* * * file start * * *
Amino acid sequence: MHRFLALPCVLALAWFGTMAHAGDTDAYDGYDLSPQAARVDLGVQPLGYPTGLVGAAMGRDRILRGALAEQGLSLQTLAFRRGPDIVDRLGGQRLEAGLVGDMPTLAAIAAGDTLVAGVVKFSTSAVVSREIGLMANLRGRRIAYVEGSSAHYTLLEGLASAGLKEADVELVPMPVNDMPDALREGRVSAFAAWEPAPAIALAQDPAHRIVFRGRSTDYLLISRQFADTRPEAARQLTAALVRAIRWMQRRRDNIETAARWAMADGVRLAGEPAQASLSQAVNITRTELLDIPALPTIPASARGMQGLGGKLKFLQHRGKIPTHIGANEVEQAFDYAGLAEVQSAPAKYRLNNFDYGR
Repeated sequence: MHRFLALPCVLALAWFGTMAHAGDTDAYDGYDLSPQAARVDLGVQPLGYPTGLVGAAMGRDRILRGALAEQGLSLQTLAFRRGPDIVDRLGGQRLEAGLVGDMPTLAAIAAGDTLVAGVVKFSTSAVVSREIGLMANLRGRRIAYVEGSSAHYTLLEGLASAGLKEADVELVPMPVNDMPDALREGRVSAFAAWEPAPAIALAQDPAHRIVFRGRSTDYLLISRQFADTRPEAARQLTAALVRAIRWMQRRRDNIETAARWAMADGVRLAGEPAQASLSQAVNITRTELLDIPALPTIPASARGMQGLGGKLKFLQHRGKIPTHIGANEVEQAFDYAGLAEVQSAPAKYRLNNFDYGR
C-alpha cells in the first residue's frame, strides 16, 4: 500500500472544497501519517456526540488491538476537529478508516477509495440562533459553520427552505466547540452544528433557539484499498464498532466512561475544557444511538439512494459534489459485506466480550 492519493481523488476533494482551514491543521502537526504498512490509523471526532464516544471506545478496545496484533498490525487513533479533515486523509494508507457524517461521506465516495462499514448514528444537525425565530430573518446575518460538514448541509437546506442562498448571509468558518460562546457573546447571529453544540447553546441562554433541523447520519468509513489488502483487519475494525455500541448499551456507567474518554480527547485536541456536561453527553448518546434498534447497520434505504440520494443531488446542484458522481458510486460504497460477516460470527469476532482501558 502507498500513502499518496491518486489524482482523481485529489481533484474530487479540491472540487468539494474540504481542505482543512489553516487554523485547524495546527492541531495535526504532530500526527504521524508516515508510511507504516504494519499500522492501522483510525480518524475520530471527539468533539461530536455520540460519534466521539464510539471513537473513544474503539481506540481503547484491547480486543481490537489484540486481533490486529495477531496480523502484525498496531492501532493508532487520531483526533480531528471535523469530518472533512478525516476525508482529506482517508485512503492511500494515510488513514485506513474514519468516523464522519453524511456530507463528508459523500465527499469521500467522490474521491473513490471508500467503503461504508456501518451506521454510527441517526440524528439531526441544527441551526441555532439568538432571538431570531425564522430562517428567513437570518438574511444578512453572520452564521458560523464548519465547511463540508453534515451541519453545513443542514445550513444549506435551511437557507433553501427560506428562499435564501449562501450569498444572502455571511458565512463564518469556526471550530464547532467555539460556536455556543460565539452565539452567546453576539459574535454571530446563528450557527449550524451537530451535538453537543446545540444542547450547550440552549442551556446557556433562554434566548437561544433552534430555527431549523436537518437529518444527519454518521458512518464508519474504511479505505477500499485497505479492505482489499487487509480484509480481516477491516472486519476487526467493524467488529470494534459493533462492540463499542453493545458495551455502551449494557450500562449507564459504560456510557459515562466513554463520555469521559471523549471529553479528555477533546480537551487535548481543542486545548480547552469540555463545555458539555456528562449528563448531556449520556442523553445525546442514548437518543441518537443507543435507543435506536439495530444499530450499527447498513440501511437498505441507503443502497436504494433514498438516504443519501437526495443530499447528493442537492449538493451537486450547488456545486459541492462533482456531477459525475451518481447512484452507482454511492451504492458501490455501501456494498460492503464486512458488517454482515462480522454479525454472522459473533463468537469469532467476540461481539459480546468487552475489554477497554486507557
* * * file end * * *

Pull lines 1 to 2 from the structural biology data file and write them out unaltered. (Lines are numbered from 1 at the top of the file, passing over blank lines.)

Amino acid sequence: MHRFLALPCVLALAWFGTMAHAGDTDAYDGYDLSPQAARVDLGVQPLGYPTGLVGAAMGRDRILRGALAEQGLSLQTLAFRRGPDIVDRLGGQRLEAGLVGDMPTLAAIAAGDTLVAGVVKFSTSAVVSREIGLMANLRGRRIAYVEGSSAHYTLLEGLASAGLKEADVELVPMPVNDMPDALREGRVSAFAAWEPAPAIALAQDPAHRIVFRGRSTDYLLISRQFADTRPEAARQLTAALVRAIRWMQRRRDNIETAARWAMADGVRLAGEPAQASLSQAVNITRTELLDIPALPTIPASARGMQGLGGKLKFLQHRGKIPTHIGANEVEQAFDYAGLAEVQSAPAKYRLNNFDYGR
Repeated sequence: MHRFLALPCVLALAWFGTMAHAGDTDAYDGYDLSPQAARVDLGVQPLGYPTGLVGAAMGRDRILRGALAEQGLSLQTLAFRRGPDIVDRLGGQRLEAGLVGDMPTLAAIAAGDTLVAGVVKFSTSAVVSREIGLMANLRGRRIAYVEGSSAHYTLLEGLASAGLKEADVELVPMPVNDMPDALREGRVSAFAAWEPAPAIALAQDPAHRIVFRGRSTDYLLISRQFADTRPEAARQLTAALVRAIRWMQRRRDNIETAARWAMADGVRLAGEPAQASLSQAVNITRTELLDIPALPTIPASARGMQGLGGKLKFLQHRGKIPTHIGANEVEQAFDYAGLAEVQSAPAKYRLNNFDYGR